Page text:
- Unreported Judgment
SUPREME COURT OF QUEENSLAND
No 10390 of 2002
ROBERT JAMES WILSON
BADJA PTY LTD (ACN 010 007 342)
HIS HONOUR: The application is under section 459P of the Corporations Act 2001 for the winding up of Badja Proprietary Limited on the grounds of insolvency. Mr Conimos appears for the applicant and I gave leave to Mr Bright, the sole director of Badja, to appear on its behalf.
In order to establish insolvency the applicant relies on non-compliance with a statutory demand for $20,091, being the amount of a judgment obtained on 26 September 2002 by the applicant against the respondent after a trial in the Magistrates Court.
There has been no appeal from that decision. The respondent has not attempted to establish solvency. Indeed the only material filed by it which is relevant to that question suggests that the respondent is insolvent.
As the applicant relies on a failure to comply with the statutory demand the respondent may not, without leave of the Court, oppose the application on a ground that the respondent could have relied on but did not rely on in order to attempt to set aside the statutory demand. Under s 465C of the Act a person may not, without leave of the Court, oppose a winding-up application unless that person has filed and served on the applicant notice of the grounds on which that person opposes the application.
The case which Mr Bright sought to make out was confused; it involved an attack on the Commonwealth Bank, as well as allegations of violence and intimidation against the applicant. The point appeared to be that the applicant's conduct as a head contractor brought about the failure of a property development undertaken by the respondent and that such failure has caused the respondents financial difficulties.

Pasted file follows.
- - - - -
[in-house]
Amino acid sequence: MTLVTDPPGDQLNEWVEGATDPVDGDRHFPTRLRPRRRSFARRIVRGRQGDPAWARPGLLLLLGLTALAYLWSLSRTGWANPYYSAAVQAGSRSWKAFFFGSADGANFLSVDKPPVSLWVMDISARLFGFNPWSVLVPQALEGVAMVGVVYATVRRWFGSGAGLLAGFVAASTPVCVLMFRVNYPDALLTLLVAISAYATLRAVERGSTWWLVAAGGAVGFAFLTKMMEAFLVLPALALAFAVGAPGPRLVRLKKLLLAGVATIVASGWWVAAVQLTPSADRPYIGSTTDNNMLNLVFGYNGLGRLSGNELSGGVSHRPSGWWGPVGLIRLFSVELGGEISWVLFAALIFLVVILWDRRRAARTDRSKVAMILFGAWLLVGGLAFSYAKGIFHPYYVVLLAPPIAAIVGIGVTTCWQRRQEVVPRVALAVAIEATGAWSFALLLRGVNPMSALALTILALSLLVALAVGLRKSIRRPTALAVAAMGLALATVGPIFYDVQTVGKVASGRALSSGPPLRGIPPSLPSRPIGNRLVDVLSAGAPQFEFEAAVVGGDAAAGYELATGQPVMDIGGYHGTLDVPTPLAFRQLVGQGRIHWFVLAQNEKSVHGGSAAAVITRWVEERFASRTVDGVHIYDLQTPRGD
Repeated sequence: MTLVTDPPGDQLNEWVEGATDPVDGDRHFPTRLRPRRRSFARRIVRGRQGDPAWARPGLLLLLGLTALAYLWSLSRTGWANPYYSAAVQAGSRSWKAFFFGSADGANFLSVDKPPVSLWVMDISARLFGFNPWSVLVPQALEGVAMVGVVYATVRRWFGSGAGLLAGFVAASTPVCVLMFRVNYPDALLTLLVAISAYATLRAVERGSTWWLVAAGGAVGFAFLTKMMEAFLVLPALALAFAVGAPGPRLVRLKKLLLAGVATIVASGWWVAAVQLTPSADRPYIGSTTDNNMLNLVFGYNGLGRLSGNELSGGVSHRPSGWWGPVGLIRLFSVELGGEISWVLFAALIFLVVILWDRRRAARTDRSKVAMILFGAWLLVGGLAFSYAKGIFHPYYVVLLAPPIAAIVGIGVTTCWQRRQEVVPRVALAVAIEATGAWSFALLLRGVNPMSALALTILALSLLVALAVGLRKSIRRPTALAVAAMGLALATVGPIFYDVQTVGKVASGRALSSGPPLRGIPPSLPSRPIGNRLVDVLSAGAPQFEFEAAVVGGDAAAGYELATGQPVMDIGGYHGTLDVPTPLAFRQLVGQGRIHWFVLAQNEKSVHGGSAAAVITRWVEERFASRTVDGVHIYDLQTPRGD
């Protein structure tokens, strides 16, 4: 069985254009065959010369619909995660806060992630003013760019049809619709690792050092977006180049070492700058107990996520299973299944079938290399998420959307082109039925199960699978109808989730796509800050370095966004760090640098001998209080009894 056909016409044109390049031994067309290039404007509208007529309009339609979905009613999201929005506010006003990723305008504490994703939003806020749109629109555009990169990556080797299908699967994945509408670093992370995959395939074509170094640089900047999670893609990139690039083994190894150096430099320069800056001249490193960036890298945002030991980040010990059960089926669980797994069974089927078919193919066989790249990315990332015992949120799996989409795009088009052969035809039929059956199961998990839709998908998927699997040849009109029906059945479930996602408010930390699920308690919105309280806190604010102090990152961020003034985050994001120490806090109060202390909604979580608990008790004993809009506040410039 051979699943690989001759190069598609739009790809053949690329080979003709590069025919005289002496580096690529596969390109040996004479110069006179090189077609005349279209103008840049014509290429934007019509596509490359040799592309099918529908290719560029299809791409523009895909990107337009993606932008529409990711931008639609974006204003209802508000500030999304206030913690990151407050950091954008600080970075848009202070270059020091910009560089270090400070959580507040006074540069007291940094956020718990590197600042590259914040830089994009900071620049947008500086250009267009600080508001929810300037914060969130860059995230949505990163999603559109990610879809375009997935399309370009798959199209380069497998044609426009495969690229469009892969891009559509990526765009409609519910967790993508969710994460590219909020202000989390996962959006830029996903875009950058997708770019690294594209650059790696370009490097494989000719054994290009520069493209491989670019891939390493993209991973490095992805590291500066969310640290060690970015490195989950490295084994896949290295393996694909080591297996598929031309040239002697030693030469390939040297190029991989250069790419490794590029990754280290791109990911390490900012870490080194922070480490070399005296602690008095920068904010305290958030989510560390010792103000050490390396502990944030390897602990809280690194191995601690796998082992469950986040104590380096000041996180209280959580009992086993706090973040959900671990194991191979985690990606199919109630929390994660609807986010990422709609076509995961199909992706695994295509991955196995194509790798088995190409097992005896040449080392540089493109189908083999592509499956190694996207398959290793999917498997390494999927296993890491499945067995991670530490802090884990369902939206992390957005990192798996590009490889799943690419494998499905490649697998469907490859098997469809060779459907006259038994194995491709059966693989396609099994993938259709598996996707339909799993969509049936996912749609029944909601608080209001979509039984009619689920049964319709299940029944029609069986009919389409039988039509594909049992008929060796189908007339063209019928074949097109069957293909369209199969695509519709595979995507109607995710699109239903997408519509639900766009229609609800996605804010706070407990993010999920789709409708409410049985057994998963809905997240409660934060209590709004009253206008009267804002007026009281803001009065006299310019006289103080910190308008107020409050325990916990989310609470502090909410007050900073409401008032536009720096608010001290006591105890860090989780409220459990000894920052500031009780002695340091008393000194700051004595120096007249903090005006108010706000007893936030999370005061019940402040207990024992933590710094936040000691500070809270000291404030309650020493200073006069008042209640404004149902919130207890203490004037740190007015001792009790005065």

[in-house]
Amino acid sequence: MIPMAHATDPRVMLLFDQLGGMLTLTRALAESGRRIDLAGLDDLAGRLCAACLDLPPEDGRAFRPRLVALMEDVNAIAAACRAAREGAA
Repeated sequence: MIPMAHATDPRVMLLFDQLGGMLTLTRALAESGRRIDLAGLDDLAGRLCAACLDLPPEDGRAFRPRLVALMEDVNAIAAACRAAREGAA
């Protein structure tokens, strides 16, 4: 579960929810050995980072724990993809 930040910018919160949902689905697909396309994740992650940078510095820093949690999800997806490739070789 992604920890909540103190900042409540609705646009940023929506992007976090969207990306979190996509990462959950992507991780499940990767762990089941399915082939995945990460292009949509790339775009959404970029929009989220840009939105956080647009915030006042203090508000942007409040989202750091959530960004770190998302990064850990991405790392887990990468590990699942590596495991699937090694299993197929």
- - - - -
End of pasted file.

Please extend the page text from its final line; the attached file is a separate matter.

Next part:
It would appear that matters of this nature were ventilated in the Magistrates Court without success and as I mentioned, no appeal has been instituted from the judgment. Nor has the applicant otherwise commenced proceedings to vindicate his claims.
It is deposed to by Mr Bright that in respect of the matters in question he has worked with four barristers and ten solicitors at a cost of a quarter of a million dollars. He mentions misconduct by a barrister acting for him whom, it is said, has been dealt with for misconduct and I gather is no longer in practice.
The distinct impression I have is that the respondent has become so emotionally entangled in his financial misfortunes that he has lost all sense of objectivity and clarity of thought. A consequence of this state of affairs is that it is impossible to extract from his affidavit and his submissions any matters which could, on the balance of probabilities, support a decision on my part to give leave under sections 465C or 459S.
I mention that the respondent has devoted a great amount of time and energy to the preparation of numerous brochures which, in a loose and diffuse way, deal with the problems that he conceives confront him. Those brochures reveal a person who is disturbed as a result of his difficulties and who has lost the power to properly address the issues which need to be addressed in order to provide any grounds of defence to claims such as the one the applicant has brought. It is unfortunate for the respondent that the time and energy devoted to his publications could not have been properly channelled into dealing with the issues in question with some clarity, relevancy and precision.
HIS HONOUR: The applicant appears to have complied with the provisions of the Act in relation to the application and there is nothing put before me which would suggest any lack of non-compliance. That was not an issue which the respondent addressed.
HIS HONOUR: For the above reasons I order in terms of the draft initialled by me.
- Published Case Name:
Robert James Wilson v Badja Pty Ltd
- Shortened Case Name:
Wilson v Badja Pty Ltd
 QSC 449
03 Dec 2002
No Litigation History